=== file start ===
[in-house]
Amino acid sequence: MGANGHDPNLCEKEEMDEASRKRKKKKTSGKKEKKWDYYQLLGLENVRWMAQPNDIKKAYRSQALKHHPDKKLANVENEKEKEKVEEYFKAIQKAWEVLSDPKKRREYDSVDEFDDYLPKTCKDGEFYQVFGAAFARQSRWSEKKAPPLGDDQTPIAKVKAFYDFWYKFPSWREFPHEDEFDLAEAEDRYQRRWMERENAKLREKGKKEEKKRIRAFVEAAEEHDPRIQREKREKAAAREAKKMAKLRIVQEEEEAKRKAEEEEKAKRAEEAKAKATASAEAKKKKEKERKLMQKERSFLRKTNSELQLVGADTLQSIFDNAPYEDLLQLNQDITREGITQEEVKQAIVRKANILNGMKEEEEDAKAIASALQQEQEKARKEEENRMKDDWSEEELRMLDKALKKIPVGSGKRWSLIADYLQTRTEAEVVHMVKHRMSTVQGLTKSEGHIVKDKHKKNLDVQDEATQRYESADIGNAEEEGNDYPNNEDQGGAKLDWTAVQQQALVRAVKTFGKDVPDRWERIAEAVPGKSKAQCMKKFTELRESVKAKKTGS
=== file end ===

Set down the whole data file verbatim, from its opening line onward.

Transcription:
[in-house]
Amino acid sequence: MGANGHDPNLCEKEEMDEASRKRKKKKTSGKKEKKWDYYQLLGLENVRWMAQPNDIKKAYRSQALKHHPDKKLANVENEKEKEKVEEYFKAIQKAWEVLSDPKKRREYDSVDEFDDYLPKTCKDGEFYQVFGAAFARQSRWSEKKAPPLGDDQTPIAKVKAFYDFWYKFPSWREFPHEDEFDLAEAEDRYQRRWMERENAKLREKGKKEEKKRIRAFVEAAEEHDPRIQREKREKAAAREAKKMAKLRIVQEEEEAKRKAEEEEKAKRAEEAKAKATASAEAKKKKEKERKLMQKERSFLRKTNSELQLVGADTLQSIFDNAPYEDLLQLNQDITREGITQEEVKQAIVRKANILNGMKEEEEDAKAIASALQQEQEKARKEEENRMKDDWSEEELRMLDKALKKIPVGSGKRWSLIADYLQTRTEAEVVHMVKHRMSTVQGLTKSEGHIVKDKHKKNLDVQDEATQRYESADIGNAEEEGNDYPNNEDQGGAKLDWTAVQQQALVRAVKTFGKDVPDRWERIAEAVPGKSKAQCMKKFTELRESVKAKKTGS